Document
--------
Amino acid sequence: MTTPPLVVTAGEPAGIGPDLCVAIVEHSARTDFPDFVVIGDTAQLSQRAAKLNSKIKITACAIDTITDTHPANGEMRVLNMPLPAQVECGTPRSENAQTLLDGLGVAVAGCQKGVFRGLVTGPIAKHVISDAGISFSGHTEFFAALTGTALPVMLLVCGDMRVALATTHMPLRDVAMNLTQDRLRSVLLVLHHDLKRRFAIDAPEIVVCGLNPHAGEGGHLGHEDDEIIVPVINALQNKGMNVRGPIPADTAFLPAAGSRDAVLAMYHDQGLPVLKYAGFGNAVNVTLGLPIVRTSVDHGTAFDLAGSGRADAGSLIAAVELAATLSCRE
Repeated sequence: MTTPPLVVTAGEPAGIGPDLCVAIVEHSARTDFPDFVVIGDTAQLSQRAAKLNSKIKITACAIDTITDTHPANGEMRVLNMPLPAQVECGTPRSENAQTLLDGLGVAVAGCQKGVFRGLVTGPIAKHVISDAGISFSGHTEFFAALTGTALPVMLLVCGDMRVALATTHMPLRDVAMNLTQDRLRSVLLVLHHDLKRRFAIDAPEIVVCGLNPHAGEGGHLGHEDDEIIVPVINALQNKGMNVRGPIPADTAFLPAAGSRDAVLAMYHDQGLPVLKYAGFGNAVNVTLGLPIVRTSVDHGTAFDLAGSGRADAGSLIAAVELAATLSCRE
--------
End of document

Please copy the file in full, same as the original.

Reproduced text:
Amino acid sequence: MTTPPLVVTAGEPAGIGPDLCVAIVEHSARTDFPDFVVIGDTAQLSQRAAKLNSKIKITACAIDTITDTHPANGEMRVLNMPLPAQVECGTPRSENAQTLLDGLGVAVAGCQKGVFRGLVTGPIAKHVISDAGISFSGHTEFFAALTGTALPVMLLVCGDMRVALATTHMPLRDVAMNLTQDRLRSVLLVLHHDLKRRFAIDAPEIVVCGLNPHAGEGGHLGHEDDEIIVPVINALQNKGMNVRGPIPADTAFLPAAGSRDAVLAMYHDQGLPVLKYAGFGNAVNVTLGLPIVRTSVDHGTAFDLAGSGRADAGSLIAAVELAATLSCRE
Repeated sequence: MTTPPLVVTAGEPAGIGPDLCVAIVEHSARTDFPDFVVIGDTAQLSQRAAKLNSKIKITACAIDTITDTHPANGEMRVLNMPLPAQVECGTPRSENAQTLLDGLGVAVAGCQKGVFRGLVTGPIAKHVISDAGISFSGHTEFFAALTGTALPVMLLVCGDMRVALATTHMPLRDVAMNLTQDRLRSVLLVLHHDLKRRFAIDAPEIVVCGLNPHAGEGGHLGHEDDEIIVPVINALQNKGMNVRGPIPADTAFLPAAGSRDAVLAMYHDQGLPVLKYAGFGNAVNVTLGLPIVRTSVDHGTAFDLAGSGRADAGSLIAAVELAATLSCRE